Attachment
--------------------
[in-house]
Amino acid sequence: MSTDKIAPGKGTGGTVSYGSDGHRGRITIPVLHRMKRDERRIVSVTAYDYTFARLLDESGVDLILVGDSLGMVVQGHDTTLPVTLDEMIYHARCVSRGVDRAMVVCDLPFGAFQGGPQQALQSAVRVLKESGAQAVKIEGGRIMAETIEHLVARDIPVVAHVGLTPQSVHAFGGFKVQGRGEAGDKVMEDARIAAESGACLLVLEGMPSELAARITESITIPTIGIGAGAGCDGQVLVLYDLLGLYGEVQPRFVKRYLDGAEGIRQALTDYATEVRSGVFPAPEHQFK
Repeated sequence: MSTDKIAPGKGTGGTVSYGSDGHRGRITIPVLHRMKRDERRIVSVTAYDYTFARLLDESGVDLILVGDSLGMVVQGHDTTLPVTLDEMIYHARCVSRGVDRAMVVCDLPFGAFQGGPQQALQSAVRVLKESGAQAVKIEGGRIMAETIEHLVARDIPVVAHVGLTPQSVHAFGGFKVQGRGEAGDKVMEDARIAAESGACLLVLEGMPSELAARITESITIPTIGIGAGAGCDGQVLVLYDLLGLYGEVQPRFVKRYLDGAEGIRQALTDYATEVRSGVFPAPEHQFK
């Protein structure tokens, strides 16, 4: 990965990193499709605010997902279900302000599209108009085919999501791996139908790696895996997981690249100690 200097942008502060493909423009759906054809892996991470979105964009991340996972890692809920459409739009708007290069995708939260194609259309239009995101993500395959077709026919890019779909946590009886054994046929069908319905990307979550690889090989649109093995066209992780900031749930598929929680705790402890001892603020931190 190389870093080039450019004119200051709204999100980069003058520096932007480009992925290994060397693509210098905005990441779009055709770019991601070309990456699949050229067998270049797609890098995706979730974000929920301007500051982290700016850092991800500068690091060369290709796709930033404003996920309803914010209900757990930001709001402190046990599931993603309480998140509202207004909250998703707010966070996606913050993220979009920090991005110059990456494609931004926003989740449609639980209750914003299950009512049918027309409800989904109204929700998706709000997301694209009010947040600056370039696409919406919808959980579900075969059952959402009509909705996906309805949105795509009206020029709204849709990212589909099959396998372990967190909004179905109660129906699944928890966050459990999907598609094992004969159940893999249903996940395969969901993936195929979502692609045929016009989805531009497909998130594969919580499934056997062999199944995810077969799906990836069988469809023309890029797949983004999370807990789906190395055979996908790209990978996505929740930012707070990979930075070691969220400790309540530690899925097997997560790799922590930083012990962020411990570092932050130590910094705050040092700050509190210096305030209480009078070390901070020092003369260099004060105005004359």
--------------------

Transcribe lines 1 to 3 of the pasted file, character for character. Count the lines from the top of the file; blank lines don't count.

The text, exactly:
[in-house]
Amino acid sequence: MSTDKIAPGKGTGGTVSYGSDGHRGRITIPVLHRMKRDERRIVSVTAYDYTFARLLDESGVDLILVGDSLGMVVQGHDTTLPVTLDEMIYHARCVSRGVDRAMVVCDLPFGAFQGGPQQALQSAVRVLKESGAQAVKIEGGRIMAETIEHLVARDIPVVAHVGLTPQSVHAFGGFKVQGRGEAGDKVMEDARIAAESGACLLVLEGMPSELAARITESITIPTIGIGAGAGCDGQVLVLYDLLGLYGEVQPRFVKRYLDGAEGIRQALTDYATEVRSGVFPAPEHQFK
Repeated sequence: MSTDKIAPGKGTGGTVSYGSDGHRGRITIPVLHRMKRDERRIVSVTAYDYTFARLLDESGVDLILVGDSLGMVVQGHDTTLPVTLDEMIYHARCVSRGVDRAMVVCDLPFGAFQGGPQQALQSAVRVLKESGAQAVKIEGGRIMAETIEHLVARDIPVVAHVGLTPQSVHAFGGFKVQGRGEAGDKVMEDARIAAESGACLLVLEGMPSELAARITESITIPTIGIGAGAGCDGQVLVLYDLLGLYGEVQPRFVKRYLDGAEGIRQALTDYATEVRSGVFPAPEHQFK